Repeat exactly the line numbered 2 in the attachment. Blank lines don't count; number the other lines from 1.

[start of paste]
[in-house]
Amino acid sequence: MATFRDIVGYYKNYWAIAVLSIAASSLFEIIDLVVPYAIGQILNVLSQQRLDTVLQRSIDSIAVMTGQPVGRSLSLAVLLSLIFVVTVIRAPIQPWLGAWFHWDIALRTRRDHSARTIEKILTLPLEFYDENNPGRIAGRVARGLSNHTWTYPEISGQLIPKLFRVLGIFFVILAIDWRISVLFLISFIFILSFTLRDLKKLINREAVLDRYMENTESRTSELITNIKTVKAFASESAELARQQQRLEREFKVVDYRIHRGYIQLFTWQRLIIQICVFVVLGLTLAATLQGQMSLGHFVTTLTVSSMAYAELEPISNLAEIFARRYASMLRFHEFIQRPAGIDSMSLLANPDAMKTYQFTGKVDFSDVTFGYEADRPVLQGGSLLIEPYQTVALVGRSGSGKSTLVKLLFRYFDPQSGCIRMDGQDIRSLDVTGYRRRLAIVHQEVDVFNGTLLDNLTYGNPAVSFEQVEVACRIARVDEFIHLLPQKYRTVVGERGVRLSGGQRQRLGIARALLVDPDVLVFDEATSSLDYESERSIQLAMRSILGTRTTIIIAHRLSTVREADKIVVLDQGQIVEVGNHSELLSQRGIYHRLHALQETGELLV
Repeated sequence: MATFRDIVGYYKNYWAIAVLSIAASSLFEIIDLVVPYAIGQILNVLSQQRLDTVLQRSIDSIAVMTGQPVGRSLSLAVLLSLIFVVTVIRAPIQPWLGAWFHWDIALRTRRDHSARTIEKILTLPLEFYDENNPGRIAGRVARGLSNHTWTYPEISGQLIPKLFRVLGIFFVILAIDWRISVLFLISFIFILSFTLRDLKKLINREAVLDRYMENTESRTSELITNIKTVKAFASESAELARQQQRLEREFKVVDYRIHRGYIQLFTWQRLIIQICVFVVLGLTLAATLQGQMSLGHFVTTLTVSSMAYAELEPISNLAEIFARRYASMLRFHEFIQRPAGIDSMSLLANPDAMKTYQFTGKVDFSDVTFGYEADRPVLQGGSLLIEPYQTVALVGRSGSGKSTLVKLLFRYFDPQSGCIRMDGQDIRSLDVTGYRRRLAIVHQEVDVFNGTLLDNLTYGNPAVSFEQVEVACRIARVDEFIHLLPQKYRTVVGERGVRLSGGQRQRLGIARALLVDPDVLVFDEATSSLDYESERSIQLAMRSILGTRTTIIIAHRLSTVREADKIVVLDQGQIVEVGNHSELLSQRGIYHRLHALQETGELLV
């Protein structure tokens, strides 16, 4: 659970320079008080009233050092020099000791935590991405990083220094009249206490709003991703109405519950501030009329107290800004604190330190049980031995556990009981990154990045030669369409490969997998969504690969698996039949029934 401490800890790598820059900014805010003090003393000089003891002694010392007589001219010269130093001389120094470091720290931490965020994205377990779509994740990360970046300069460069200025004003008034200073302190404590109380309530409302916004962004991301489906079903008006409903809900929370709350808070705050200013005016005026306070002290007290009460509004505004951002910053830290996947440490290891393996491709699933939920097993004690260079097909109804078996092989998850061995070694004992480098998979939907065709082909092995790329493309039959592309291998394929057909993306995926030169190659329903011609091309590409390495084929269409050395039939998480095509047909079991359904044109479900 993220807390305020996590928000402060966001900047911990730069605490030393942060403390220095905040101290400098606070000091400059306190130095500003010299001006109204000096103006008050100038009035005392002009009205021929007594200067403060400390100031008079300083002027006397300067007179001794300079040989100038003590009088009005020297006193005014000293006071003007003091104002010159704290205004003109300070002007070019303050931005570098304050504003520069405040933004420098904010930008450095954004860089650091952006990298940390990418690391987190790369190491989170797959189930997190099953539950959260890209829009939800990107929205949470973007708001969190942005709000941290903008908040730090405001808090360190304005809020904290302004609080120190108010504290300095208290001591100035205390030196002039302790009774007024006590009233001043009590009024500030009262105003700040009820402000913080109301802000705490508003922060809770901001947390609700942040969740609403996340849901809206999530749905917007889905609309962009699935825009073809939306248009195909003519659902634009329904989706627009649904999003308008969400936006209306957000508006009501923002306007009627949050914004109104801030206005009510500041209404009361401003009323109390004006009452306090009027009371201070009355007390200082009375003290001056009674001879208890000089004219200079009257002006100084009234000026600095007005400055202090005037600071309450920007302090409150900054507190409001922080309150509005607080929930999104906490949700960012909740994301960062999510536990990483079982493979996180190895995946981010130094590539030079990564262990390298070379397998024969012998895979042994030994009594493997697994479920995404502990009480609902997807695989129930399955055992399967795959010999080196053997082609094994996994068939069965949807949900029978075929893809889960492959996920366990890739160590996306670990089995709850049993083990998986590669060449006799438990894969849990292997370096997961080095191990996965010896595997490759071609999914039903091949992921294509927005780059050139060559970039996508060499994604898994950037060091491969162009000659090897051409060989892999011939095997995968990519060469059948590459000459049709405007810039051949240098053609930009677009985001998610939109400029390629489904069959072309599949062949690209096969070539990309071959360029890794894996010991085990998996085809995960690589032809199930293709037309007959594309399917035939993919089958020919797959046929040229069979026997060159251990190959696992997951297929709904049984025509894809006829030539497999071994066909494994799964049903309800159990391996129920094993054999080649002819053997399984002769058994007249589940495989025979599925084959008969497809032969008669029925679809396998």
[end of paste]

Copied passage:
Amino acid sequence: MATFRDIVGYYKNYWAIAVLSIAASSLFEIIDLVVPYAIGQILNVLSQQRLDTVLQRSIDSIAVMTGQPVGRSLSLAVLLSLIFVVTVIRAPIQPWLGAWFHWDIALRTRRDHSARTIEKILTLPLEFYDENNPGRIAGRVARGLSNHTWTYPEISGQLIPKLFRVLGIFFVILAIDWRISVLFLISFIFILSFTLRDLKKLINREAVLDRYMENTESRTSELITNIKTVKAFASESAELARQQQRLEREFKVVDYRIHRGYIQLFTWQRLIIQICVFVVLGLTLAATLQGQMSLGHFVTTLTVSSMAYAELEPISNLAEIFARRYASMLRFHEFIQRPAGIDSMSLLANPDAMKTYQFTGKVDFSDVTFGYEADRPVLQGGSLLIEPYQTVALVGRSGSGKSTLVKLLFRYFDPQSGCIRMDGQDIRSLDVTGYRRRLAIVHQEVDVFNGTLLDNLTYGNPAVSFEQVEVACRIARVDEFIHLLPQKYRTVVGERGVRLSGGQRQRLGIARALLVDPDVLVFDEATSSLDYESERSIQLAMRSILGTRTTIIIAHRLSTVREADKIVVLDQGQIVEVGNHSELLSQRGIYHRLHALQETGELLV